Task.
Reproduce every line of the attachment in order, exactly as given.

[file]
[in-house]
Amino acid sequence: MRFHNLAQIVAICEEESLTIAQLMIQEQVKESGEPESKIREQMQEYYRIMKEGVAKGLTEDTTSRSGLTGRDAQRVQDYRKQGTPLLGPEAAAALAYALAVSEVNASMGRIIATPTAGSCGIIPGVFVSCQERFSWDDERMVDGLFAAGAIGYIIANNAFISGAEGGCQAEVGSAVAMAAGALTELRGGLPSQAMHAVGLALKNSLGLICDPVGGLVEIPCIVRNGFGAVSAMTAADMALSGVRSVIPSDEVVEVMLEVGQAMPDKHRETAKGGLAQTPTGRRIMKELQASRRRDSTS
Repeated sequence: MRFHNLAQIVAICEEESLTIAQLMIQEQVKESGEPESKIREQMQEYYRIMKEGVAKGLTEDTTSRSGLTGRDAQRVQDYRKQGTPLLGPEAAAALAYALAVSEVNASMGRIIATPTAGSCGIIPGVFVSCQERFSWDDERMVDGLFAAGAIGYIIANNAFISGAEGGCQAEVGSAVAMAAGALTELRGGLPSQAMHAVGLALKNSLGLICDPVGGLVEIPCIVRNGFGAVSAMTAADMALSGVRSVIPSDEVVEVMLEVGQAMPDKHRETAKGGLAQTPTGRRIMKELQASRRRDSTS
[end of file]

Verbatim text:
[in-house]
Amino acid sequence: MRFHNLAQIVAICEEESLTIAQLMIQEQVKESGEPESKIREQMQEYYRIMKEGVAKGLTEDTTSRSGLTGRDAQRVQDYRKQGTPLLGPEAAAALAYALAVSEVNASMGRIIATPTAGSCGIIPGVFVSCQERFSWDDERMVDGLFAAGAIGYIIANNAFISGAEGGCQAEVGSAVAMAAGALTELRGGLPSQAMHAVGLALKNSLGLICDPVGGLVEIPCIVRNGFGAVSAMTAADMALSGVRSVIPSDEVVEVMLEVGQAMPDKHRETAKGGLAQTPTGRRIMKELQASRRRDSTS
Repeated sequence: MRFHNLAQIVAICEEESLTIAQLMIQEQVKESGEPESKIREQMQEYYRIMKEGVAKGLTEDTTSRSGLTGRDAQRVQDYRKQGTPLLGPEAAAALAYALAVSEVNASMGRIIATPTAGSCGIIPGVFVSCQERFSWDDERMVDGLFAAGAIGYIIANNAFISGAEGGCQAEVGSAVAMAAGALTELRGGLPSQAMHAVGLALKNSLGLICDPVGGLVEIPCIVRNGFGAVSAMTAADMALSGVRSVIPSDEVVEVMLEVGQAMPDKHRETAKGGLAQTPTGRRIMKELQASRRRDSTS